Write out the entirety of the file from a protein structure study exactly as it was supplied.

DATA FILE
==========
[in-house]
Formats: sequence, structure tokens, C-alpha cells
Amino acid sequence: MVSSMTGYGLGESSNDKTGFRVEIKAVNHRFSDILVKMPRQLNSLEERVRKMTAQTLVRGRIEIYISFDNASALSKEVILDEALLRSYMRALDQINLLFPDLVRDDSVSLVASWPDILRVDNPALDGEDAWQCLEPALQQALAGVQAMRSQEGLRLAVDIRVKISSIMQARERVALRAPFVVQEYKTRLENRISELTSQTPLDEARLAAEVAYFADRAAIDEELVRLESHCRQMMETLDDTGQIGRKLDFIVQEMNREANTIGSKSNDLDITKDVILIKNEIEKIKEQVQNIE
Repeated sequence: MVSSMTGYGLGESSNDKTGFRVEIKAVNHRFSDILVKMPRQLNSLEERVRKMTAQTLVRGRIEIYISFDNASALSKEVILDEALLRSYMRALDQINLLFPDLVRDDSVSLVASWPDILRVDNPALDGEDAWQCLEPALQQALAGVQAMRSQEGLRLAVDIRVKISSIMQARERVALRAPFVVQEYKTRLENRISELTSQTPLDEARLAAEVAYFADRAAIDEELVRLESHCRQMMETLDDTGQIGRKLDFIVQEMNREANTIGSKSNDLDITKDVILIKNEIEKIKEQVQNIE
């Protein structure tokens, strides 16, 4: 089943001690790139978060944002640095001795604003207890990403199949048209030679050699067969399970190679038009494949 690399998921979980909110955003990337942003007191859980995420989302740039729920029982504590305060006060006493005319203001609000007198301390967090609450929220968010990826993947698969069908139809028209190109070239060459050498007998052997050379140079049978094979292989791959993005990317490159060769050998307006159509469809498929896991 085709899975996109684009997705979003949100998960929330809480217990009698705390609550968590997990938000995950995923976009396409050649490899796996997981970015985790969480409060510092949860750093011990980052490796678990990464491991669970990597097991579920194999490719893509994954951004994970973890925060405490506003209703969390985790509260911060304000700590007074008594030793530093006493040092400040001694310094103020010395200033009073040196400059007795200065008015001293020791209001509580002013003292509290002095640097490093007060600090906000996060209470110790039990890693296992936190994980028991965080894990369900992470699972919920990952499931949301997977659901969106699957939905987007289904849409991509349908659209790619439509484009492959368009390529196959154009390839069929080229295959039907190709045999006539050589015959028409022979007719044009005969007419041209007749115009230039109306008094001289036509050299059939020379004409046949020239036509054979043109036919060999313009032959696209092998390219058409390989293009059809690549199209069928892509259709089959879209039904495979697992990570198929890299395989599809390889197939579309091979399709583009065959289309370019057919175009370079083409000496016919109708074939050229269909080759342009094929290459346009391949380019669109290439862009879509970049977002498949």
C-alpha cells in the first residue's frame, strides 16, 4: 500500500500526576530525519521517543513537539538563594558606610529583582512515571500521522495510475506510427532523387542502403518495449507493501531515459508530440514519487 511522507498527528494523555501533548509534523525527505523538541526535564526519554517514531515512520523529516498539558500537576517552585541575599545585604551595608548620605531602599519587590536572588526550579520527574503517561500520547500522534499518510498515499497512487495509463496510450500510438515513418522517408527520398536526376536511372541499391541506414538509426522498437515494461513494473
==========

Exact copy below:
[in-house]
Formats: sequence, structure tokens, C-alpha cells
Amino acid sequence: MVSSMTGYGLGESSNDKTGFRVEIKAVNHRFSDILVKMPRQLNSLEERVRKMTAQTLVRGRIEIYISFDNASALSKEVILDEALLRSYMRALDQINLLFPDLVRDDSVSLVASWPDILRVDNPALDGEDAWQCLEPALQQALAGVQAMRSQEGLRLAVDIRVKISSIMQARERVALRAPFVVQEYKTRLENRISELTSQTPLDEARLAAEVAYFADRAAIDEELVRLESHCRQMMETLDDTGQIGRKLDFIVQEMNREANTIGSKSNDLDITKDVILIKNEIEKIKEQVQNIE
Repeated sequence: MVSSMTGYGLGESSNDKTGFRVEIKAVNHRFSDILVKMPRQLNSLEERVRKMTAQTLVRGRIEIYISFDNASALSKEVILDEALLRSYMRALDQINLLFPDLVRDDSVSLVASWPDILRVDNPALDGEDAWQCLEPALQQALAGVQAMRSQEGLRLAVDIRVKISSIMQARERVALRAPFVVQEYKTRLENRISELTSQTPLDEARLAAEVAYFADRAAIDEELVRLESHCRQMMETLDDTGQIGRKLDFIVQEMNREANTIGSKSNDLDITKDVILIKNEIEKIKEQVQNIE
């Protein structure tokens, strides 16, 4: 089943001690790139978060944002640095001795604003207890990403199949048209030679050699067969399970190679038009494949 690399998921979980909110955003990337942003007191859980995420989302740039729920029982504590305060006060006493005319203001609000007198301390967090609450929220968010990826993947698969069908139809028209190109070239060459050498007998052997050379140079049978094979292989791959993005990317490159060769050998307006159509469809498929896991 085709899975996109684009997705979003949100998960929330809480217990009698705390609550968590997990938000995950995923976009396409050649490899796996997981970015985790969480409060510092949860750093011990980052490796678990990464491991669970990597097991579920194999490719893509994954951004994970973890925060405490506003209703969390985790509260911060304000700590007074008594030793530093006493040092400040001694310094103020010395200033009073040196400059007795200065008015001293020791209001509580002013003292509290002095640097490093007060600090906000996060209470110790039990890693296992936190994980028991965080894990369900992470699972919920990952499931949301997977659901969106699957939905987007289904849409991509349908659209790619439509484009492959368009390529196959154009390839069929080229295959039907190709045999006539050589015959028409022979007719044009005969007419041209007749115009230039109306008094001289036509050299059939020379004409046949020239036509054979043109036919060999313009032959696209092998390219058409390989293009059809690549199209069928892509259709089959879209039904495979697992990570198929890299395989599809390889197939579309091979399709583009065959289309370019057919175009370079083409000496016919109708074939050229269909080759342009094929290459346009391949380019669109290439862009879509970049977002498949």
C-alpha cells in the first residue's frame, strides 16, 4: 500500500500526576530525519521517543513537539538563594558606610529583582512515571500521522495510475506510427532523387542502403518495449507493501531515459508530440514519487 511522507498527528494523555501533548509534523525527505523538541526535564526519554517514531515512520523529516498539558500537576517552585541575599545585604551595608548620605531602599519587590536572588526550579520527574503517561500520547500522534499518510498515499497512487495509463496510450500510438515513418522517408527520398536526376536511372541499391541506414538509426522498437515494461513494473